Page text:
First Advisor

Jon Holt

Date of Publication

Fall 12-28-2017

Document Type


Degree Name

Master of Arts (M.A.) in World Languages and Literatures


World Languages and Literatures




Video games -- Social aspects, Japan -- Social conditions



Physical Description

1 online resource (vi, 146 pages)


This paper is about locating the meaning of a series of games known as the Dark Souls series in relation to contemporary social conditions in Japan. I argue that the game should be thought of as an emblem of the current cultural zeitgeist, in a similar way one might identify something like Jack Kerouac's The Dharma Bums as an emblem of the counter cultural 60s. I argue that the Dark Souls series expresses in allegorical form an anxiety about living in a time where the meaning of our everyday actions and even society itself has become significantly destabilized. It does this through a fractured approach to story-telling, that is interspersed with Buddhist metaphysics and wrapped up in macabre, gothic aesthetic depicting the last gasping breath of a once great kingdom. This expression of contemporary social anxiety is connected to the discourse of postmodernity in Japan. Through looking at these games as a feedback loop between text, environment and ludic system, I connect the main conceptual motifs that structure the games as a whole with Osawa Masachi's concept of the post-fictional era and Hiroki Azuma's definition of the otaku.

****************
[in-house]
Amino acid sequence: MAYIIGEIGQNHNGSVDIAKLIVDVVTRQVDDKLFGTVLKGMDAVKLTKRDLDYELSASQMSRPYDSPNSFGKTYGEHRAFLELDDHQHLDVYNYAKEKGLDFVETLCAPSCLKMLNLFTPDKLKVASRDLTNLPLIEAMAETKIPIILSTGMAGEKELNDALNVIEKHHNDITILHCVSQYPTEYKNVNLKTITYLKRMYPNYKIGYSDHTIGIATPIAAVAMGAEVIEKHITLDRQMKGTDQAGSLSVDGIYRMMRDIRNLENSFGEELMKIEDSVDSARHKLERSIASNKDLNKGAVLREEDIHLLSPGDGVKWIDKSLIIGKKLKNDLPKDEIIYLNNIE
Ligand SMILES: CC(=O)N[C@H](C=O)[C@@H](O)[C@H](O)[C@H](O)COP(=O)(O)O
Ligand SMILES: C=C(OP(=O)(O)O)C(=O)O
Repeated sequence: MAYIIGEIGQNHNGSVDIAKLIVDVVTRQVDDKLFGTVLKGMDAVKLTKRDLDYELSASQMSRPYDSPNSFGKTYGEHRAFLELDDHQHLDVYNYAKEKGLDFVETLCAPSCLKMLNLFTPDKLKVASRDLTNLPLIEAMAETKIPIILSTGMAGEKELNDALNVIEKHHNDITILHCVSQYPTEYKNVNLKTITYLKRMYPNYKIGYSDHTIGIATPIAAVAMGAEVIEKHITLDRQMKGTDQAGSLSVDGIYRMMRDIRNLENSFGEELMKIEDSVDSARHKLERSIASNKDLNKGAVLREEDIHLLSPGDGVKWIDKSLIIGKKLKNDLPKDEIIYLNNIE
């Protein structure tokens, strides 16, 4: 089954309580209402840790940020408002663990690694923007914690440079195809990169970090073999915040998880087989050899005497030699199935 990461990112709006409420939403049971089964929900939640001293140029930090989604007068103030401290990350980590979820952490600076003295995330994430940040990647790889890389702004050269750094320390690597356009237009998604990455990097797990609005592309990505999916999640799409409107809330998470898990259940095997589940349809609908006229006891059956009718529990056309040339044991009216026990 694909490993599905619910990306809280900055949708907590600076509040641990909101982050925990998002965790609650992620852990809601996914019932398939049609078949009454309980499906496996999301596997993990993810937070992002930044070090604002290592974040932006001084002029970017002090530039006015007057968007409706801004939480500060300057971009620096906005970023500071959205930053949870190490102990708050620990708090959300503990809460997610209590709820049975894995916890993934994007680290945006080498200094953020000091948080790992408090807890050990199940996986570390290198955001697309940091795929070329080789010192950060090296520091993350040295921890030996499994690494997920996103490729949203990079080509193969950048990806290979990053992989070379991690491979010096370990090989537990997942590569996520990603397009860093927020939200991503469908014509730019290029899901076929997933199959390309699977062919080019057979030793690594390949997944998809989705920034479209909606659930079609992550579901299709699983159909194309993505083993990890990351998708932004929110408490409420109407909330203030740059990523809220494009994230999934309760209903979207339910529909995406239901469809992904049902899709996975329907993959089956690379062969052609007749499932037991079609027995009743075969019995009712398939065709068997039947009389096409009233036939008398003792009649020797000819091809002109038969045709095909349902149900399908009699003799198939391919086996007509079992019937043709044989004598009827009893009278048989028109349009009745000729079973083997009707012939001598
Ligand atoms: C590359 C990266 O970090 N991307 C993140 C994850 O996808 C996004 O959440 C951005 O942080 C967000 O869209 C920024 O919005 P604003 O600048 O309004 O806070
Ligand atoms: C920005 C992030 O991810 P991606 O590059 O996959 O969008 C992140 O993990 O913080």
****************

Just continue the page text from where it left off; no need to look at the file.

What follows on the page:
In Copyright. URI: This Item is protected by copyright and/or related rights. You are free to use this Item in any way that is permitted by the copyright and related rights legislation that applies to your use. For other uses you need to obtain permission from the rights-holder(s).

Persistent Identifier